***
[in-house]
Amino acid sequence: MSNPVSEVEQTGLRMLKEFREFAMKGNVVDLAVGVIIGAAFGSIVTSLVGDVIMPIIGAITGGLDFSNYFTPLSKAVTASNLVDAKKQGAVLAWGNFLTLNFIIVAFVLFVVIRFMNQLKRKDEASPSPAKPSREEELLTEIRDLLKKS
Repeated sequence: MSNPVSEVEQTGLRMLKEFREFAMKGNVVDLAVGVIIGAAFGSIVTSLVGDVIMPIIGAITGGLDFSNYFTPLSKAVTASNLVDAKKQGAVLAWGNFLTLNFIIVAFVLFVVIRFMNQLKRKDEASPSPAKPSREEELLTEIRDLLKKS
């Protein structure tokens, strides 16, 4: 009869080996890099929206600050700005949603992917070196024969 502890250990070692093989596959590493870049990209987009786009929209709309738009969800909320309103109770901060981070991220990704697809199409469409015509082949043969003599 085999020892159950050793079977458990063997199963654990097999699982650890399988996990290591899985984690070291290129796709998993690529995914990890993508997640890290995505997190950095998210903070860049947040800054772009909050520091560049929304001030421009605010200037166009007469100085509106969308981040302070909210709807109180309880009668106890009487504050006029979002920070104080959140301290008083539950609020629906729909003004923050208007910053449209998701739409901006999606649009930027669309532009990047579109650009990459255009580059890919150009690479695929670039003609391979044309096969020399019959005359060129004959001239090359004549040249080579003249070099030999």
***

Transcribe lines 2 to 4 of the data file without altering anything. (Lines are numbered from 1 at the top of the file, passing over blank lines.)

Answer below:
Amino acid sequence: MSNPVSEVEQTGLRMLKEFREFAMKGNVVDLAVGVIIGAAFGSIVTSLVGDVIMPIIGAITGGLDFSNYFTPLSKAVTASNLVDAKKQGAVLAWGNFLTLNFIIVAFVLFVVIRFMNQLKRKDEASPSPAKPSREEELLTEIRDLLKKS
Repeated sequence: MSNPVSEVEQTGLRMLKEFREFAMKGNVVDLAVGVIIGAAFGSIVTSLVGDVIMPIIGAITGGLDFSNYFTPLSKAVTASNLVDAKKQGAVLAWGNFLTLNFIIVAFVLFVVIRFMNQLKRKDEASPSPAKPSREEELLTEIRDLLKKS
């Protein structure tokens, strides 16, 4: 009869080996890099929206600050700005949603992917070196024969 502890250990070692093989596959590493870049990209987009786009929209709309738009969800909320309103109770901060981070991220990704697809199409469409015509082949043969003599 085999020892159950050793079977458990063997199963654990097999699982650890399988996990290591899985984690070291290129796709998993690529995914990890993508997640890290995505997190950095998210903070860049947040800054772009909050520091560049929304001030421009605010200037166009007469100085509106969308981040302070909210709807109180309880009668106890009487504050006029979002920070104080959140301290008083539950609020629906729909003004923050208007910053449209998701739409901006999606649009930027669309532009990047579109650009990459255009580059890919150009690479695929670039003609391979044309096969020399019959005359060129004959001239090359004549040249080579003249070099030999």